Location: Bee Research Laboratory
Project Number: 8042-21000-291-027-I
Project Type: Interagency Reimbursable Agreement
Start Date: Aug 4, 2020
End Date: Sep 29, 2021
This agreement will identify novel means to control harmful Varroa mites including identifying novel varroacies that will eventually be registered and licensed for beekeeper use, or to design methods for interrupting Varroa mite reproduction. To meet these goals, the project has the following research objectives: Objective 1 is to screen dozens of candidate compounds in laboratory acute toxicity trials to and assess their efficacy against Varroa mites and safety for bees. Objective 2 will take compounds showing promise from laboratory trials, and run field trials using these compounds in whole honey bee colonies. Objective 3 will use proteomic, immunohistology and immunochemical analyses to identify honey bee proteins shunted into their eggs, and the contribution of host-derived proteins to Varroa mite reproduction, and also their movements within Varroa mites and/or their eggs. Objective 4 will use in-house protocols and resources to track movements of host-derived proteins ingested by mites through their bodies and into developing eggs.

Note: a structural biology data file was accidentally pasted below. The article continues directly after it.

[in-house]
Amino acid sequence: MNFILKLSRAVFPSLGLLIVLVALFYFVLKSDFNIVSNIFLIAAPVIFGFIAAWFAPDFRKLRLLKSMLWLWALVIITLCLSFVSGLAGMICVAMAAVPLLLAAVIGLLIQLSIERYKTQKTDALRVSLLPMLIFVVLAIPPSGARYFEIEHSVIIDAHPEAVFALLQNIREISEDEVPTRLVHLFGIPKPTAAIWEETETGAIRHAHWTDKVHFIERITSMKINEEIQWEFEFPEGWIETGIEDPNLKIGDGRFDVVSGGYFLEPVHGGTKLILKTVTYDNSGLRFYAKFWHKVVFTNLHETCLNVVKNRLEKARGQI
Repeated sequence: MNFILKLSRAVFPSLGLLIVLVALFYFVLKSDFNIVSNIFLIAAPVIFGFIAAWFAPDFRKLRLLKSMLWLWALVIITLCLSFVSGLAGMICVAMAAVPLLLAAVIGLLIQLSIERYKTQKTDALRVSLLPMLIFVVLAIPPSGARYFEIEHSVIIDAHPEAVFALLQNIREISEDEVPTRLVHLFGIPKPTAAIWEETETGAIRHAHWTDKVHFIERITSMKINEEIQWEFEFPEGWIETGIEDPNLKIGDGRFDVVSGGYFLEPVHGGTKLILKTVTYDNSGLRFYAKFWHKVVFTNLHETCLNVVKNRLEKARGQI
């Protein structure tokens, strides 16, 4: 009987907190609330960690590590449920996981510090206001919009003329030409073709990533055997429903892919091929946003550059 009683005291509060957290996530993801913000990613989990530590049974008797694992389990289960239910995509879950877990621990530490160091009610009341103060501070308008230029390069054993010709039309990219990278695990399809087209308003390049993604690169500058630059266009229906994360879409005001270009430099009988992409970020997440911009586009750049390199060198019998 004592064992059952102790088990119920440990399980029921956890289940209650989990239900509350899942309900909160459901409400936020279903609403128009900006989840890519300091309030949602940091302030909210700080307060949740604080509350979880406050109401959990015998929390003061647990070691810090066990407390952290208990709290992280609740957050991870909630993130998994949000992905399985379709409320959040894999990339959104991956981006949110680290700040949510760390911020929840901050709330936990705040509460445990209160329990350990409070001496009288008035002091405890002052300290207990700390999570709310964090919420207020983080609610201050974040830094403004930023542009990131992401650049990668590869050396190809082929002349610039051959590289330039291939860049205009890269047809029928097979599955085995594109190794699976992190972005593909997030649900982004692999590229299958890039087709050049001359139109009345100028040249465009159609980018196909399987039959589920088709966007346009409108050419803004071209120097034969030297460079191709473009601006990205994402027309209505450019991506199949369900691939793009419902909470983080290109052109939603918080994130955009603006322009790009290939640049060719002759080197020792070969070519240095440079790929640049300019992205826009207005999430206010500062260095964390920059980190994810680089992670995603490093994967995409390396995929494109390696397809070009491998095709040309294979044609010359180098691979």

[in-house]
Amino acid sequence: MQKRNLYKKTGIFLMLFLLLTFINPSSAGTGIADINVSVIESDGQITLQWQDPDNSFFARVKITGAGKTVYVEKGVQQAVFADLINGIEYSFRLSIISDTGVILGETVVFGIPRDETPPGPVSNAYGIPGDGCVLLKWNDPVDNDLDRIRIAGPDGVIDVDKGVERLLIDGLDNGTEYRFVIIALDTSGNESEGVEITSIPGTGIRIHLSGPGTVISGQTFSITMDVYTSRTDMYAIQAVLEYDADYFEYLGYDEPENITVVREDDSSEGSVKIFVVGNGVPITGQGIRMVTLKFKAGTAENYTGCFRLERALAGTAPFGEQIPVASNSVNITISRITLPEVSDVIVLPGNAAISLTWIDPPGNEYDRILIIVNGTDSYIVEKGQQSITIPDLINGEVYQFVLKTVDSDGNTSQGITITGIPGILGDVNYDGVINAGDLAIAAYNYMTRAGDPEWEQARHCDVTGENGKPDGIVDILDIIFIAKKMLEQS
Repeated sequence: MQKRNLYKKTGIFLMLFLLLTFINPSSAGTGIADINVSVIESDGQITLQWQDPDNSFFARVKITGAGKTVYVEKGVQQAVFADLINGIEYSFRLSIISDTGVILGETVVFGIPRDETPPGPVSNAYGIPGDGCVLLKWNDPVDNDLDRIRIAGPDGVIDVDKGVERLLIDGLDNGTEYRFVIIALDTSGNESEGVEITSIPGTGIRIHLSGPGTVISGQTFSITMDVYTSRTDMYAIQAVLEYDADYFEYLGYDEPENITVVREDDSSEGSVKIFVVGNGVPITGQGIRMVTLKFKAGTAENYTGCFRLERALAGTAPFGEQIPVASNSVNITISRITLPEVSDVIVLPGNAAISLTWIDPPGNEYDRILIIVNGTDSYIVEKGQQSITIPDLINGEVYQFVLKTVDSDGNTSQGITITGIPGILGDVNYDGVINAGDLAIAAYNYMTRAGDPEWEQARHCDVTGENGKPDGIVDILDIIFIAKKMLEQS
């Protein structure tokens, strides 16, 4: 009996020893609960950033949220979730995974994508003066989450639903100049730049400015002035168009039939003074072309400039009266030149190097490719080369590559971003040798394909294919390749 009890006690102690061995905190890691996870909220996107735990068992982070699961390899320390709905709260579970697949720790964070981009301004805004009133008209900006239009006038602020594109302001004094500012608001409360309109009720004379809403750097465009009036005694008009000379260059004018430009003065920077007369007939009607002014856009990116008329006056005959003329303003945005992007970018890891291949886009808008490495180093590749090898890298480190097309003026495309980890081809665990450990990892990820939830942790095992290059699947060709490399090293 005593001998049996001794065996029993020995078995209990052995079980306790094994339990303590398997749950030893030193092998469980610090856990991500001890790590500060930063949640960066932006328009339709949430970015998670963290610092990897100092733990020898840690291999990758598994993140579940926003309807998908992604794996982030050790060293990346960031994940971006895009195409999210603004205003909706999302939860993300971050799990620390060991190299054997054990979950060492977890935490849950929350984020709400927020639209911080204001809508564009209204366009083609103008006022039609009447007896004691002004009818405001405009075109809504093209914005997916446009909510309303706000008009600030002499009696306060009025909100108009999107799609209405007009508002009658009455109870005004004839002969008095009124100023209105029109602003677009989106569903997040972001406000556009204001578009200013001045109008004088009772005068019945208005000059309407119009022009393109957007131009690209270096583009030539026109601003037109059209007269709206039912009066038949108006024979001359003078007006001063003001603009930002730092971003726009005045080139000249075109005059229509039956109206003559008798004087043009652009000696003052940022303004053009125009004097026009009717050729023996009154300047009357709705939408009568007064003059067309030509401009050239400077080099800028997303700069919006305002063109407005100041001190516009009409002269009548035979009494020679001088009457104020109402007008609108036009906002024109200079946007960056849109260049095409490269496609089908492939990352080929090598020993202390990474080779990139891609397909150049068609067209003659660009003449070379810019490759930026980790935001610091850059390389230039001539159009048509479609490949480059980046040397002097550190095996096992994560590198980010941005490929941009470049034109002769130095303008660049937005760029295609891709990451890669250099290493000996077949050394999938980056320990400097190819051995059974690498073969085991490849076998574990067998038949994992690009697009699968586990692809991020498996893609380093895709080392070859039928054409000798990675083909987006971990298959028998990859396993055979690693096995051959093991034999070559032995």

For Objectives 1-3, standard, widely accepted protocols for conducting both laboratory and field experiments with honey bees/Varroa mites will be followed. These include coating surfaces with different concentrations of toxicants and recording honey bee and Varroa mite mortality over 24-48 hours for constructing dose-response curves that will give lethal concentration values. These data will be used for determining doses used in cage and field trials. For Objective 4, tissue preparations of mites treated with tissue-specific stains and/or with host specific antibodies will be collected along a time series (from ingestion to egg laying, an approximately 30-hour time span) and analyzed using fluorescent microscopy, will help decipher the major locations (sinks) for specific tissues within the parasites. The lyrate organ is hypothesized to be a sink of many of the host-derived proteins sequestered by Varroa mites.